India: Throughout in tropical and subtropical evergreen forests; Pakistan, Nepal, Bhutan, Myanmar, China, Indo-China and Malesia(Indonesia and Philippines) as per BSI Flora of India;

As per your reply to my Abelmoschus for id – NSD 8, is Abelmoschus crinitus, but as per Flora of India by BSI, in A. crinitus the Capsules not exceeding epicalyx; epicalyx segments 10-16, 2.5 cm long, this information reminds me my pics of Pench. I think my plant from Pench is Abelmoschus crinitus. Experts please confirm it.

Fwd: Abelmoschus crinitus from Pench NSD – 13 – indiantreepix | Google Groups : I received only one response, i.e. from …, which supports my id.

So I think it is finally Abelmoschus crinitus



wild flower for id – efloraofindia | Google Groups : 13 posts by 7 authors. Attachments (1)

Date/Time- November 

Location- Place, Altitude, GPS- Kanha NP

Habitat- Garden/ Urban/ Wild/ Type-Seen growing wild on the ridges near the rice fields 

Plant Habit- Tree/ Shrub/ Climber/ Herb- Sort of climber 

Leaves Type/ Shape/ Size- hairy  

Flowers Size/ Colour/ Calyx/ Bracts- Yellow

Other Information like Fragrance, Pollinator, Uses etc.- various flies 

Abelmoschus moschatus from Malvaceae?

The fruits (appear more or less schizocarpic) discourage me from even identifying it as Abelmoschus.

You are right Sir Can you give some suggestions !!

This can be Hibiscus trionum. see the picture attached.

I think I’m not correct because the leaves are different.

The fruits are much more different, remind more of Abutilon.

the epicalyx seems to have appendages which points towards few species in Hibiscus.

Looks like Abelmoschus crinitus

Wow Nayan! That seems to be the right ID!

Thanks … You seem to be coming up with right identification at crucial time. I was perhaps confusing the flower beds with fruits and epicalyx with fruit segments. Thanks for solving the riddle once again.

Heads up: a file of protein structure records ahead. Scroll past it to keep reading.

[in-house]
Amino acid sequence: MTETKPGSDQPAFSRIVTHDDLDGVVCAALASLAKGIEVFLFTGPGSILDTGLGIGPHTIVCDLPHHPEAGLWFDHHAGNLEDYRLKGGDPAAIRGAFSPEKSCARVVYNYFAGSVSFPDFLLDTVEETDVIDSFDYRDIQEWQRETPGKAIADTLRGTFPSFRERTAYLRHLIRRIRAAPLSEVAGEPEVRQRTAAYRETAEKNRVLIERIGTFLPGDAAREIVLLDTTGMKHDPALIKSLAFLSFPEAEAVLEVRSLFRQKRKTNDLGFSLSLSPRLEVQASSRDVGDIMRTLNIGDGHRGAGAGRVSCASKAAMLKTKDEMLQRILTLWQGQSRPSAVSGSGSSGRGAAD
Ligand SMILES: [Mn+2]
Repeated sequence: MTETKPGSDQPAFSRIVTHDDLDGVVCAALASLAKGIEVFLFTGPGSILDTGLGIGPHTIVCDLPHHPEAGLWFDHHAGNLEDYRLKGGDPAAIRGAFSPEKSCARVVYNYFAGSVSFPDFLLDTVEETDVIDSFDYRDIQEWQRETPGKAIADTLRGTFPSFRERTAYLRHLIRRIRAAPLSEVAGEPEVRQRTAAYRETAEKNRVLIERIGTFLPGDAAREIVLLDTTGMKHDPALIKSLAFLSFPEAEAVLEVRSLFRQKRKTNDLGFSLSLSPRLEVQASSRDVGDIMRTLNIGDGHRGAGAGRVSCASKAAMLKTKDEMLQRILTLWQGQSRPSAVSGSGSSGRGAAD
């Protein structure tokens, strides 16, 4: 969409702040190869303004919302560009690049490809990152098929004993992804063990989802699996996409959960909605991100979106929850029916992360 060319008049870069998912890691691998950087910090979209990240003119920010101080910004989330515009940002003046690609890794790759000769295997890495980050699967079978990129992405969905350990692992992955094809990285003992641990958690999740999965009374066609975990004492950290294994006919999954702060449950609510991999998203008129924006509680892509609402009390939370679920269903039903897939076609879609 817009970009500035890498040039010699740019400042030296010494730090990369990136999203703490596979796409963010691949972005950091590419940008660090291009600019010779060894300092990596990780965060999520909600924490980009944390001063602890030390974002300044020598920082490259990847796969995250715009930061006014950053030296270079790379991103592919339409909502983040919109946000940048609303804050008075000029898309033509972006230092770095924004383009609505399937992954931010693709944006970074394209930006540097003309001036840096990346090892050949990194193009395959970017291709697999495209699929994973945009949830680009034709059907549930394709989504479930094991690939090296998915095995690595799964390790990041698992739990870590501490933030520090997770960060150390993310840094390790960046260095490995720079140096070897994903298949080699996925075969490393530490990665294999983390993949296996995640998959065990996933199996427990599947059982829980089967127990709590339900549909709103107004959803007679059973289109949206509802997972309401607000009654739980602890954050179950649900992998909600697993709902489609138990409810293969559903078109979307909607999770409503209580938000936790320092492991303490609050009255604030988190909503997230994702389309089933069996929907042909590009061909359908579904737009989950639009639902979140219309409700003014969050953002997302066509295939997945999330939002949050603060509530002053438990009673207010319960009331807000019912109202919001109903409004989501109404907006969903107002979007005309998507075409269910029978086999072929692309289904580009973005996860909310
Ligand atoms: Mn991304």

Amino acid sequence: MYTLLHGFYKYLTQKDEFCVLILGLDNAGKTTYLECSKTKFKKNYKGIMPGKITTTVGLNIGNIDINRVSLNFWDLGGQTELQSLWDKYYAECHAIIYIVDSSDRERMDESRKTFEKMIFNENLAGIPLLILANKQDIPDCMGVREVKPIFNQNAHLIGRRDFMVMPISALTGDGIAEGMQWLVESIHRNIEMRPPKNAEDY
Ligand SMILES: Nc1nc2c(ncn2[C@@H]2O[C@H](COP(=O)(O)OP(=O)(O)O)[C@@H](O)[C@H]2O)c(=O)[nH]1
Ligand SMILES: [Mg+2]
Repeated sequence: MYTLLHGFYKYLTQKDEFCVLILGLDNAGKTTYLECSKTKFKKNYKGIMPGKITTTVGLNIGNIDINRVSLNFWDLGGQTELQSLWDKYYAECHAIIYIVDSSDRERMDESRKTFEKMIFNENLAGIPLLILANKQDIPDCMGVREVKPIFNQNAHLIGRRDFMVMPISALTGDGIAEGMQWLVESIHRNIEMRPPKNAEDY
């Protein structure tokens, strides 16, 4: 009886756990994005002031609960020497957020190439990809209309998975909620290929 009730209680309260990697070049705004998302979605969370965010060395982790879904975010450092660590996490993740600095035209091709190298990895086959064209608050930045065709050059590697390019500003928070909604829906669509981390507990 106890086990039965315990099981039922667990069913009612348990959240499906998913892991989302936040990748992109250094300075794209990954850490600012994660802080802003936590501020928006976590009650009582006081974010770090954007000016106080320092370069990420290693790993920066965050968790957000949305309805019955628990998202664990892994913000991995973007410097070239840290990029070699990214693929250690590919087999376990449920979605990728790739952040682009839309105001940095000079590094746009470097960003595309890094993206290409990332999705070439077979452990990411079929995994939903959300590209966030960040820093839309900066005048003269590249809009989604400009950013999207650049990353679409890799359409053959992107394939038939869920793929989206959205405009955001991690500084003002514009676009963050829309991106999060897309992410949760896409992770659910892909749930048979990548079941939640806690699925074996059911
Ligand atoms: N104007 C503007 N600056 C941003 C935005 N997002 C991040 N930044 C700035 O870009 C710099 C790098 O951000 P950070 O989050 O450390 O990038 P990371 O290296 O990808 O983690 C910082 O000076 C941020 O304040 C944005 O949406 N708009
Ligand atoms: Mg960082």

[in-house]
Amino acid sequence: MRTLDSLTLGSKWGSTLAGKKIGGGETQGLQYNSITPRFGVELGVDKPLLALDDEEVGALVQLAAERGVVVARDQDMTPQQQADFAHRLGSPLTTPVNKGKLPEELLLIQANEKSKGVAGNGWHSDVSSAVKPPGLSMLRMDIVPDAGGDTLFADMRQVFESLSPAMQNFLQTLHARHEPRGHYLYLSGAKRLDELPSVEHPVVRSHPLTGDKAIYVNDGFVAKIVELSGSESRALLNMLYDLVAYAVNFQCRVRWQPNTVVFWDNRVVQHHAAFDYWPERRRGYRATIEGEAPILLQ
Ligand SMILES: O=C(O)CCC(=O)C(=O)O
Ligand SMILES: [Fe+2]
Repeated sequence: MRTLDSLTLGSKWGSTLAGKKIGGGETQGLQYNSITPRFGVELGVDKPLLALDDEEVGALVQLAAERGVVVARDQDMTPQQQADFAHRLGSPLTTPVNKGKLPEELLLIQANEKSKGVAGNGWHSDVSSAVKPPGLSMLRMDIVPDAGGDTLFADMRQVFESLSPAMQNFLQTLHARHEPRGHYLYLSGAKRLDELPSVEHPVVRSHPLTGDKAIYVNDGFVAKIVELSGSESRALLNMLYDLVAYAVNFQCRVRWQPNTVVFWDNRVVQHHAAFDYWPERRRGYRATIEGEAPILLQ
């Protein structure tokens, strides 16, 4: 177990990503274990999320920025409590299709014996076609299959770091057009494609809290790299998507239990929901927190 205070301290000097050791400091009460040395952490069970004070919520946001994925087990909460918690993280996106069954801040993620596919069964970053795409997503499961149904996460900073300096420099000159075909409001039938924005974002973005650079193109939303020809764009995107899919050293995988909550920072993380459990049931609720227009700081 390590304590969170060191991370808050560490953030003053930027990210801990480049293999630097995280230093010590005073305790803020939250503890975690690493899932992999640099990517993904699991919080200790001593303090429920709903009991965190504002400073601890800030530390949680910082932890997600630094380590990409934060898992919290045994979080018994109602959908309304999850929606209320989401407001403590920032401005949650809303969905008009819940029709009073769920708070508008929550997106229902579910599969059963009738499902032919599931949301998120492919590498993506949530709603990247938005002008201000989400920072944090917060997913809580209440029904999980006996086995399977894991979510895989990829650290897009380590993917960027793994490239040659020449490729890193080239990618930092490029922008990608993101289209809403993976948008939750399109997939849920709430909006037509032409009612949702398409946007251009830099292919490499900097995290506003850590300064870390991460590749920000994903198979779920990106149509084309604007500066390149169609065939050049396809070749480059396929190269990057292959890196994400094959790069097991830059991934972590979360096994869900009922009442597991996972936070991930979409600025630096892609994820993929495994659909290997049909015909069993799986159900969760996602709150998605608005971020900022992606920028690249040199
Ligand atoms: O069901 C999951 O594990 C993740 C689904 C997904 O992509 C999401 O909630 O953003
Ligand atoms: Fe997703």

Yes …, I was thinking of clarifying with you, realizing from your initial comments that u may have mistaken the epicalyx covered buds with the fruits. But before I could do that, … ID came!

Please suggest id of this shrub recorded in wild from Chakrata area.. hopefully this is an Abelmoschus sp...

Abelmoschus species in eFloraofindia (with details/ keys from published papers/ regional floras/ FRLHT/ FOI/ Biotik/ efloras/ books etc., where ever available on net)

Abelmoschus moschatus I hope.

Again it is not clear to me if calyx segments split symmetrically or not. Number and length of epicalyx segements is very important to determine a species.
It appears to me that 4th pic shows asymmetrical splitting of calyx and thereby suggesting Abelmoschus sp.
Since epicalyx segments are equal or even longer (4th pic) than calyx there is a probability of A. crinitus Wall.
The second pic shows 8 segments of epicalyx on the visible side, the other side must have a few more.

2nd pic (tn_Picture 424.jpg) suggests, better if we have had it in higher resolution, it is Abelmoschus species

Of 11 species of Abelmoschus (excluding sub-species and varieties) those which have linear epicalyx lobes are –

  • A. crinitus = lobe (in mm) 20-25 x 1; number of lobes 10-16; persistent
  • A. moschatus = 8-9 x 1; lobes 7-8; caducous or persistent
  • A. tuberculatus = 5-9 x 1-1.5; lobes 10-14; caducous
  • A. enbeepeegearense = 21 x 2; lobes 10-11; persistent
  • A. esculentus = 21-24 x 5-6; lobes 6-10; caducous
The above data was taken from the paper “A new species of Abelmoschus Medik. (Malvaceae) from Chhattisgarh India / Shrikant Sutar et al.”
Please note FoC and FoP sizes, where available, differ a little.
Please also note that another species, A. ficulneus has lanceolate or narrowly ovate epicalyx lobes, 5-6 lobes and each measuring 5-11 x 1-3 mm; but flowers are white turning pink (please also compare to FoP for epicalyx feature of this species).
Hope the above helps….



ID requested of DSC8220: Picture taken on 17/07/11 time 07:44 AM place: Asansol (W.B.)

Height of the plant around 6 ft. Color of the flower “Lime Yellow” with a dark crimson centre.

Without leaves and open flowers! I think it is very difficult to reach a conclusion. The plant in the foreground comes under the family Malvaceae.

Please check for sp of Abelmoschus, may be A. crinitus